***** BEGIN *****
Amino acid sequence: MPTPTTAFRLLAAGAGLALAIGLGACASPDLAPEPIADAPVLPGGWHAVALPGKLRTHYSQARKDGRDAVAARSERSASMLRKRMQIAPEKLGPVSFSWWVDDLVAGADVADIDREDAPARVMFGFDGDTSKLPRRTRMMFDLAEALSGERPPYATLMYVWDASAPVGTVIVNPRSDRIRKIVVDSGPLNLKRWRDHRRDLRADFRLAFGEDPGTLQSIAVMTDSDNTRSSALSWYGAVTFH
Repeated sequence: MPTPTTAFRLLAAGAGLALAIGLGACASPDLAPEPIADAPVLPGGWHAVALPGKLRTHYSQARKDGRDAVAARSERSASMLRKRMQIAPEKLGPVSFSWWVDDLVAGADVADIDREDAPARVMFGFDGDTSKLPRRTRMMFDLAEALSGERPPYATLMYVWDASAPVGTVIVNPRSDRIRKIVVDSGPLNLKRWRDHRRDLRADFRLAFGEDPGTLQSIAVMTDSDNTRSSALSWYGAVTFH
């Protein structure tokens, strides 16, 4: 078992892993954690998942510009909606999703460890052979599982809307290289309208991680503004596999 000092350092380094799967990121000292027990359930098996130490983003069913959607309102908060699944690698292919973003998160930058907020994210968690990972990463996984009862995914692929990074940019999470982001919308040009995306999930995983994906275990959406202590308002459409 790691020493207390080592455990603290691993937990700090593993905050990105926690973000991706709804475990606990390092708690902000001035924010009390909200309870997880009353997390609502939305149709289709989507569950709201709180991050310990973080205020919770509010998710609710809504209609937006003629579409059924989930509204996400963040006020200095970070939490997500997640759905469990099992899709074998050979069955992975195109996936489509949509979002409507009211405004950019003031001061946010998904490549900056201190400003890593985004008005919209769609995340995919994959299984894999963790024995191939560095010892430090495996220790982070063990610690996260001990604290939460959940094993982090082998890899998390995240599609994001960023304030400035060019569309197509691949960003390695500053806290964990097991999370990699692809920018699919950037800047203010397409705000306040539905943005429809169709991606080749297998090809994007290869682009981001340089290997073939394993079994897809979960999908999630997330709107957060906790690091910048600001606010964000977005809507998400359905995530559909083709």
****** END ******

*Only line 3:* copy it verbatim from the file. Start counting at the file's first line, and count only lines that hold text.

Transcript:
């Protein structure tokens, strides 16, 4: 078992892993954690998942510009909606999703460890052979599982809307290289309208991680503004596999 000092350092380094799967990121000292027990359930098996130490983003069913959607309102908060699944690698292919973003998160930058907020994210968690990972990463996984009862995914692929990074940019999470982001919308040009995306999930995983994906275990959406202590308002459409 790691020493207390080592455990603290691993937990700090593993905050990105926690973000991706709804475990606990390092708690902000001035924010009390909200309870997880009353997390609502939305149709289709989507569950709201709180991050310990973080205020919770509010998710609710809504209609937006003629579409059924989930509204996400963040006020200095970070939490997500997640759905469990099992899709074998050979069955992975195109996936489509949509979002409507009211405004950019003031001061946010998904490549900056201190400003890593985004008005919209769609995340995919994959299984894999963790024995191939560095010892430090495996220790982070063990610690996260001990604290939460959940094993982090082998890899998390995240599609994001960023304030400035060019569309197509691949960003390695500053806290964990097991999370990699692809920018699919950037800047203010397409705000306040539905943005429809169709991606080749297998090809994007290869682009981001340089290997073939394993079994897809979960999908999630997330709107957060906790690091910048600001606010964000977005809507998400359905995530559909083709």